Medicaid is a critical component of our health care system, covering the young and elderly. More than half the births in Alabama and 47 percent of our children are covered by Medicaid, as well as 60 percent of Alabama’s nursing home residents. Without full funding, the Medicaid program will collapse, leaving these individuals without coverage. While uncompensated care is delivered every day in all 67 counties of this state, without Medicaid, charity care needs could skyrocket, crippling the health care delivery system and potentially placing the burden on those with private health insurance through higher premiums and co-pays.

Alabama Medicaid is the backbone of our state, supporting the health and welfare of the young and elderly citizens that physicians have pledged to protect during their medical careers. Consequently, we cannot support any solution other than fully funding a program that touches so many lives. Allowing Alabama Medicaid to continue with adequate funding is a smart investment in Alabama and her citizens. The current appropriated budget will have dire consequences.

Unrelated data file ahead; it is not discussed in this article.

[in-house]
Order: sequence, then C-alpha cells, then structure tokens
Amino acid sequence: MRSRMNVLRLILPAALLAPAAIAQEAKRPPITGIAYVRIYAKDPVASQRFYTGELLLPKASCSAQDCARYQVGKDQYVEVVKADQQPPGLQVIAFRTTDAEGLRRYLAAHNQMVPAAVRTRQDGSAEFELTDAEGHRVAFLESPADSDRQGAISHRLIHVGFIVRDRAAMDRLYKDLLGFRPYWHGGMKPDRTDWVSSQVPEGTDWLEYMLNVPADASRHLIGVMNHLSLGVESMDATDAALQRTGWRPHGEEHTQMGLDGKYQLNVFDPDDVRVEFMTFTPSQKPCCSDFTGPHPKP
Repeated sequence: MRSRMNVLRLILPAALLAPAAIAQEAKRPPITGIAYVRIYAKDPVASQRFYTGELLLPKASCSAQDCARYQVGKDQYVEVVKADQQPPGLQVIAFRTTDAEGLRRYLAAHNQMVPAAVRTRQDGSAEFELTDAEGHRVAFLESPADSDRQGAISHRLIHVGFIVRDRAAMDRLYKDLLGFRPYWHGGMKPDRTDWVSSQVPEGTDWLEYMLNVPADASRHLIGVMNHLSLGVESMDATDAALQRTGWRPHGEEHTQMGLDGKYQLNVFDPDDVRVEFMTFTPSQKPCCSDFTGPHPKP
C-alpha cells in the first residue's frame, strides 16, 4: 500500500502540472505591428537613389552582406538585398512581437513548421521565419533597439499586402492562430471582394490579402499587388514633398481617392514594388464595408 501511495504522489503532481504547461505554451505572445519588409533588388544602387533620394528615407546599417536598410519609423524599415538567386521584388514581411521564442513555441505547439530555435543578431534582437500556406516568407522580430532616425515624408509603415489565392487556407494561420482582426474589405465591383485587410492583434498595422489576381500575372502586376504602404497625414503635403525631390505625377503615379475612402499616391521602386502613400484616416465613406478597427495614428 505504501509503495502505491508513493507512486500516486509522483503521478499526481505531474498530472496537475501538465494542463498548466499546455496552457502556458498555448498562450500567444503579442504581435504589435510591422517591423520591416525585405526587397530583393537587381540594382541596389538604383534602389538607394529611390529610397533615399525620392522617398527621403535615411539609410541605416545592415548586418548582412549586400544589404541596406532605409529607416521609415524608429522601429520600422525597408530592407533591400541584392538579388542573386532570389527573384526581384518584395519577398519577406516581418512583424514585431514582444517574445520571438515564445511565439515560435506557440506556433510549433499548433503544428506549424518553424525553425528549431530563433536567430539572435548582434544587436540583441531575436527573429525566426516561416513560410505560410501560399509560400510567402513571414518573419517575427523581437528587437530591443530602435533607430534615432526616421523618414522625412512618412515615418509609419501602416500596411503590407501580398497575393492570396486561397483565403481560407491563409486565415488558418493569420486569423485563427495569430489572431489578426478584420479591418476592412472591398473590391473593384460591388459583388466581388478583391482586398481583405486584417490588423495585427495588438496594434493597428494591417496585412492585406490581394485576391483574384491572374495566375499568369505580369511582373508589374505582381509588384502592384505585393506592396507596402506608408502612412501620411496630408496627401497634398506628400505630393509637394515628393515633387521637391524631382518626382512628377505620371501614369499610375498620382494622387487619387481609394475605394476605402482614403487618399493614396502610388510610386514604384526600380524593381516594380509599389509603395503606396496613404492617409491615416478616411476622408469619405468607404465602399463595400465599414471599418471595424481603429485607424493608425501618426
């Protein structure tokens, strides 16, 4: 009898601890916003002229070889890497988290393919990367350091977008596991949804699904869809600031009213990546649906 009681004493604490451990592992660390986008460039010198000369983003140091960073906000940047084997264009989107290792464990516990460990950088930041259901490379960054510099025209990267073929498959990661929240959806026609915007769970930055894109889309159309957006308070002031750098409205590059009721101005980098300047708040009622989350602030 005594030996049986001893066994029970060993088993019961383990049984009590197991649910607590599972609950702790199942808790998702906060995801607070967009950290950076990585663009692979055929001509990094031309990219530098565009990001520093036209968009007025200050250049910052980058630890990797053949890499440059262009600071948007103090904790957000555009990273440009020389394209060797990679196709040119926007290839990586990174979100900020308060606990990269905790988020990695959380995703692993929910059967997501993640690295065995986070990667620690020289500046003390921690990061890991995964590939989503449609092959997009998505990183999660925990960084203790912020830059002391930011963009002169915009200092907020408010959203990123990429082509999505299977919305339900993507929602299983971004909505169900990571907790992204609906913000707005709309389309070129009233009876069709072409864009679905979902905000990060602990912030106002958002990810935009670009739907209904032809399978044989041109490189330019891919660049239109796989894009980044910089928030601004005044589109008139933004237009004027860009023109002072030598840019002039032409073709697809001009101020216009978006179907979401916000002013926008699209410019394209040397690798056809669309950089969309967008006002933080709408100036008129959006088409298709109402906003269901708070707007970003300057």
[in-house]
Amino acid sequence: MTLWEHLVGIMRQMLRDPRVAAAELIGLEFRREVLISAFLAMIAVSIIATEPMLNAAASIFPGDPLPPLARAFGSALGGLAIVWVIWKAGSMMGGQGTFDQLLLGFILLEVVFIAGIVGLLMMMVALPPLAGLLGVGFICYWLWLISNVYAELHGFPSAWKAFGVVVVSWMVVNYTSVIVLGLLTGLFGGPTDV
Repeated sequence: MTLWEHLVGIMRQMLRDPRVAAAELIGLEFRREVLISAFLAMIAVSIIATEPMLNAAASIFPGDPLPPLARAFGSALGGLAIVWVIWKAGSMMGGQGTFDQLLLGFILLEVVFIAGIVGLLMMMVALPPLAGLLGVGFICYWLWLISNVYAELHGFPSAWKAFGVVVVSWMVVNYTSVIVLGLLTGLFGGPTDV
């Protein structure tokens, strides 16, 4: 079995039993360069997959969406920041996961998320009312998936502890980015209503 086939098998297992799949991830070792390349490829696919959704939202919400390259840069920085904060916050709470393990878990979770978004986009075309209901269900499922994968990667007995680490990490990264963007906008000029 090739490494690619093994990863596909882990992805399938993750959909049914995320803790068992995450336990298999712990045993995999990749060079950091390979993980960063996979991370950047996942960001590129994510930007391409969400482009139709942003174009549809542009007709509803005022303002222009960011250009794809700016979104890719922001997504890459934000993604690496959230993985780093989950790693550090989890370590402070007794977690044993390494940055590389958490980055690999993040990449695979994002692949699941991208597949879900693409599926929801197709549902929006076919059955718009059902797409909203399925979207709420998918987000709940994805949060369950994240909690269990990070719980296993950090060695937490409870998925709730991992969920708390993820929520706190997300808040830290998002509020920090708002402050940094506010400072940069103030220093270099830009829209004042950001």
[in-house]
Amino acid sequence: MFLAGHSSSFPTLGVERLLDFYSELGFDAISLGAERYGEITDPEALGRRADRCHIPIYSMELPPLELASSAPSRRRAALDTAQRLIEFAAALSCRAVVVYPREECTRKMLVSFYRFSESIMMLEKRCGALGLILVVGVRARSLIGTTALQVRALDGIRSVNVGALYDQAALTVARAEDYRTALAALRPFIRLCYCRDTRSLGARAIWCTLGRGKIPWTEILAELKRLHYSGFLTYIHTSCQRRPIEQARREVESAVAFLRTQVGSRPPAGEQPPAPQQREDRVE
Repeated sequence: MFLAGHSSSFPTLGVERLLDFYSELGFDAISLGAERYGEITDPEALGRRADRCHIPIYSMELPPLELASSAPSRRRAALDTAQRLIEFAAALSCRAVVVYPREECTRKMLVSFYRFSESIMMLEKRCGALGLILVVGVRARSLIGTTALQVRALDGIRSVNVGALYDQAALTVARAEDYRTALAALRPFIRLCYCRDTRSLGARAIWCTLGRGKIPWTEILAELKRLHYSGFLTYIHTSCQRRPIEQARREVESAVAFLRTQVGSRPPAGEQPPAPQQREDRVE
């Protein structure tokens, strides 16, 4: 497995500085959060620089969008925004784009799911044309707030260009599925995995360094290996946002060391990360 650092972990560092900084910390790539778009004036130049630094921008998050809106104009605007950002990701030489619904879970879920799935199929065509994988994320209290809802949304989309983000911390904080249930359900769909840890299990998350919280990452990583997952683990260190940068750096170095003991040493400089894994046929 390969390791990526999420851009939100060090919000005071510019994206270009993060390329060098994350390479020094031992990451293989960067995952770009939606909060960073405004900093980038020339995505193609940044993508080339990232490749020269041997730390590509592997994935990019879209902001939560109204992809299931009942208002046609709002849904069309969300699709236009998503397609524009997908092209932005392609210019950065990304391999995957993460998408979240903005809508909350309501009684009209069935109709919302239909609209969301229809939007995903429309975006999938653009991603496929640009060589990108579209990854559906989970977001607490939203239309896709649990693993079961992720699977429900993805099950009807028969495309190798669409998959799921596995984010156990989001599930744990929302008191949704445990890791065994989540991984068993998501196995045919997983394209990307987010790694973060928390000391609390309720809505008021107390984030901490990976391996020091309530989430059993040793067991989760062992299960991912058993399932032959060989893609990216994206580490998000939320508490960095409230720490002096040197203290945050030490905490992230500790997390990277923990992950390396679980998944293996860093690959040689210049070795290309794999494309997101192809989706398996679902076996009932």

Physician practices, hospitals and nursing homes are among the economic engines driving many Alabama communities. Closure of these health care providers will have a devastating impact on the state of Alabama and the health and prosperity of its citizens. The ripple effect will be felt from Mobile to Huntsville.

Therefore we call on the legislature and the Governor to work toward a permanent revenue solution to fully fund Medicaid.

Our organizations strongly believe that Medicaid matters … to all Alabamians.

For more information or comment, please contact:

Mark Jackson, Medical Association of the State of Alabama, (334) 954-2500
Linda Lee, Alabama Chapter, American Academy of Pediatrics, (334) 954-2543
Jeff Arrington, Alabama Academy of Family Physicians, (334) 954-2570